Dave Murray introduced meteorology on a nightly basis to local TV news in St. Louis in 1976. Hired at the age of 22 by KSDK-TV right out of graduate school, he was the first scientist to deliver nightly weathercasts with moving graphics, original forecasts, and explaining reasons why.
His accuracy was high, and his personality affable, for a curious weather oriented Midwestern market, both metropolitan and agricultural.
With a major in coastal forecasting from the University of Rhode Island and studying for his Master’s in thunderstorm forecasting at the University of Wyoming, Dave’s scientific knowledge and serious commitment countered the existing 1950’s-1970’s trend of weathercasting on television being the lighter part of the broadcast. His audition tape, made in college, had taken several weeks to produce to show program directors, many for the first time, how weather systems could actually move across a wooden map, while Dave explained on camera in his only sport coat and a pair of plaid pants.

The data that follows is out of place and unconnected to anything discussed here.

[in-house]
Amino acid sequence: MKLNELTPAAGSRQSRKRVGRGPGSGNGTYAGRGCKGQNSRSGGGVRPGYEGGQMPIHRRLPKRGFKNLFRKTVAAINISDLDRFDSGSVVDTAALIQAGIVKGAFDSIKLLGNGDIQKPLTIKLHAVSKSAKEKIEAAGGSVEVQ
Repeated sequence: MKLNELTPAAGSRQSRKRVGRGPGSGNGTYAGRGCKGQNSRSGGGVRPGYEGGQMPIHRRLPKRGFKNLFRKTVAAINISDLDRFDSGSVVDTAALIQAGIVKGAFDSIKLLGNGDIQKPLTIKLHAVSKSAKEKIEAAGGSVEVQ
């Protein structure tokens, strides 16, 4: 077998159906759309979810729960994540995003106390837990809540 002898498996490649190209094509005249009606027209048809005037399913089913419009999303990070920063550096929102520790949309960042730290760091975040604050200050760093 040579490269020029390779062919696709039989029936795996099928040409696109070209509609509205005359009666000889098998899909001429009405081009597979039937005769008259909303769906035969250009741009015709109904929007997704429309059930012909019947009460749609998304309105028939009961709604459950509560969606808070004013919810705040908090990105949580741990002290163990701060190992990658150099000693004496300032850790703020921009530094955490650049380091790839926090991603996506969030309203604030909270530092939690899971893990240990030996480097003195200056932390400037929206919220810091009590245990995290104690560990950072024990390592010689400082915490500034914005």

During the early years, Dave also developed a revolutionary visual 24 hour warning system in St. Louis. When TV stations still went off the air around 1am, Dave realized people needed protection during the night. So he developed the first visual 24 hour warning system in St. Louis. It worked like this. Dave would call the Master Control Room at the station and tell them to “punch up” the weather radar graphics.
By age 29, in 1983, the ABC Television Network noticed Dave, and tapped him to be their new Chief Meteorologist/Weathercaster for both “Good Morning America” with David Hartman and Joan Lunden, and “World News This Morning” with Steve Bell.
But ultimately, Dave missed the thrill of severe weather forecasting which started him on his career and is inherently local in nature. So when KTVI-TV Ch.2, a Times Mirror station at the time, offered him the chance to return home as Chief Meteorologist for all evening newscasts and any severe weather, Dave jumped at the chance and has faithfully served St. Louis television viewers since September, 1989, for 29 years. St. Louis was his adopted hometown. He’d started his career there. He’d gotten married there. His son was born there. And quite frankly, the weather was exciting. That’s Dave.
In the Midwest region, Dave holds 12 Emmy Awards for “Best Weathercaster” and has distinguished himself with “Dave Murray’s Long Range Weather Specials”, half hour programs. Four times yearly for each season they regularly win the top ratings spot during their time period, and coincidentally have made his white Labrador retrievers – currently Rain and Snowflake, formerly Sky, Sunshine and Starz – a bit famous on Facebook and Instagram appearing on the shows.